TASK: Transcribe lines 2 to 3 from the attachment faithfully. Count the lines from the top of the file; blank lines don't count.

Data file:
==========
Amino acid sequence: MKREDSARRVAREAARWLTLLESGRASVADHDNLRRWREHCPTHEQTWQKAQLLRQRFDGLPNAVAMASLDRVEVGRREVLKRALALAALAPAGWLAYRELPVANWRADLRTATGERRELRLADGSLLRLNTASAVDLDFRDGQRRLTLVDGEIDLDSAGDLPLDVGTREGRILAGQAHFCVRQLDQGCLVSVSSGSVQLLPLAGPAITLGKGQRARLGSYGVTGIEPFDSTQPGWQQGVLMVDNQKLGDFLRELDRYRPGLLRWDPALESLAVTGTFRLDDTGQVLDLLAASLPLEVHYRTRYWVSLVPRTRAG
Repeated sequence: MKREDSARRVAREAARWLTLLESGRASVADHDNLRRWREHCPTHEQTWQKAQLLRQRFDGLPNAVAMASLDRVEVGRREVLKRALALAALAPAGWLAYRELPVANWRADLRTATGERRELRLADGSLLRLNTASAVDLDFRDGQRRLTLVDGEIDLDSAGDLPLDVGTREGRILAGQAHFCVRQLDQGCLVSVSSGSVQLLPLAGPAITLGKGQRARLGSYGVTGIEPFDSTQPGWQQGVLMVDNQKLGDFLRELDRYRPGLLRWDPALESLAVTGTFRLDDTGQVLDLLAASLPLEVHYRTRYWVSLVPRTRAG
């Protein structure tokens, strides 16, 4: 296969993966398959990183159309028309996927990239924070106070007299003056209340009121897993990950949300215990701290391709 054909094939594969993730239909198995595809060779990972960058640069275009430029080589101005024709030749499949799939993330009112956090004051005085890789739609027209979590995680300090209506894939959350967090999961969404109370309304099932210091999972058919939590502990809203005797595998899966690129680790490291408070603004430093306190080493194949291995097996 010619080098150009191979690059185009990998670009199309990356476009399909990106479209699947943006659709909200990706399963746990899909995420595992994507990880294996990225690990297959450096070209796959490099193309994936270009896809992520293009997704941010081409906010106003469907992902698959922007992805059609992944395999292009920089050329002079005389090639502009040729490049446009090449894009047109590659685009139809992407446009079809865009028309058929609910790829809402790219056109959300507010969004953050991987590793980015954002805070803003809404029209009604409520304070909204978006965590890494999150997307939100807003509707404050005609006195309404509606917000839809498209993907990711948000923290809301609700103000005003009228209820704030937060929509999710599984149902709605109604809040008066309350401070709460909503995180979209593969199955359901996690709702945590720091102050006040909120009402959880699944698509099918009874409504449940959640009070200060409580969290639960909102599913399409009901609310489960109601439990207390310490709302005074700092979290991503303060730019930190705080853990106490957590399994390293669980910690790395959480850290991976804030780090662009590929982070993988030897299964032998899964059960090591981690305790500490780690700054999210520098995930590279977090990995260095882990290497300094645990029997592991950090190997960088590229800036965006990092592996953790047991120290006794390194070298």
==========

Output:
Repeated sequence: MKREDSARRVAREAARWLTLLESGRASVADHDNLRRWREHCPTHEQTWQKAQLLRQRFDGLPNAVAMASLDRVEVGRREVLKRALALAALAPAGWLAYRELPVANWRADLRTATGERRELRLADGSLLRLNTASAVDLDFRDGQRRLTLVDGEIDLDSAGDLPLDVGTREGRILAGQAHFCVRQLDQGCLVSVSSGSVQLLPLAGPAITLGKGQRARLGSYGVTGIEPFDSTQPGWQQGVLMVDNQKLGDFLRELDRYRPGLLRWDPALESLAVTGTFRLDDTGQVLDLLAASLPLEVHYRTRYWVSLVPRTRAG
């Protein structure tokens, strides 16, 4: 296969993966398959990183159309028309996927990239924070106070007299003056209340009121897993990950949300215990701290391709 054909094939594969993730239909198995595809060779990972960058640069275009430029080589101005024709030749499949799939993330009112956090004051005085890789739609027209979590995680300090209506894939959350967090999961969404109370309304099932210091999972058919939590502990809203005797595998899966690129680790490291408070603004430093306190080493194949291995097996 010619080098150009191979690059185009990998670009199309990356476009399909990106479209699947943006659709909200990706399963746990899909995420595992994507990880294996990225690990297959450096070209796959490099193309994936270009896809992520293009997704941010081409906010106003469907992902698959922007992805059609992944395999292009920089050329002079005389090639502009040729490049446009090449894009047109590659685009139809992407446009079809865009028309058929609910790829809402790219056109959300507010969004953050991987590793980015954002805070803003809404029209009604409520304070909204978006965590890494999150997307939100807003509707404050005609006195309404509606917000839809498209993907990711948000923290809301609700103000005003009228209820704030937060929509999710599984149902709605109604809040008066309350401070709460909503995180979209593969199955359901996690709702945590720091102050006040909120009402959880699944698509099918009874409504449940959640009070200060409580969290639960909102599913399409009901609310489960109601439990207390310490709302005074700092979290991503303060730019930190705080853990106490957590399994390293669980910690790395959480850290991976804030780090662009590929982070993988030897299964032998899964059960090591981690305790500490780690700054999210520098995930590279977090990995260095882990290497300094645990029997592991950090190997960088590229800036965006990092592996953790047991120290006794390194070298």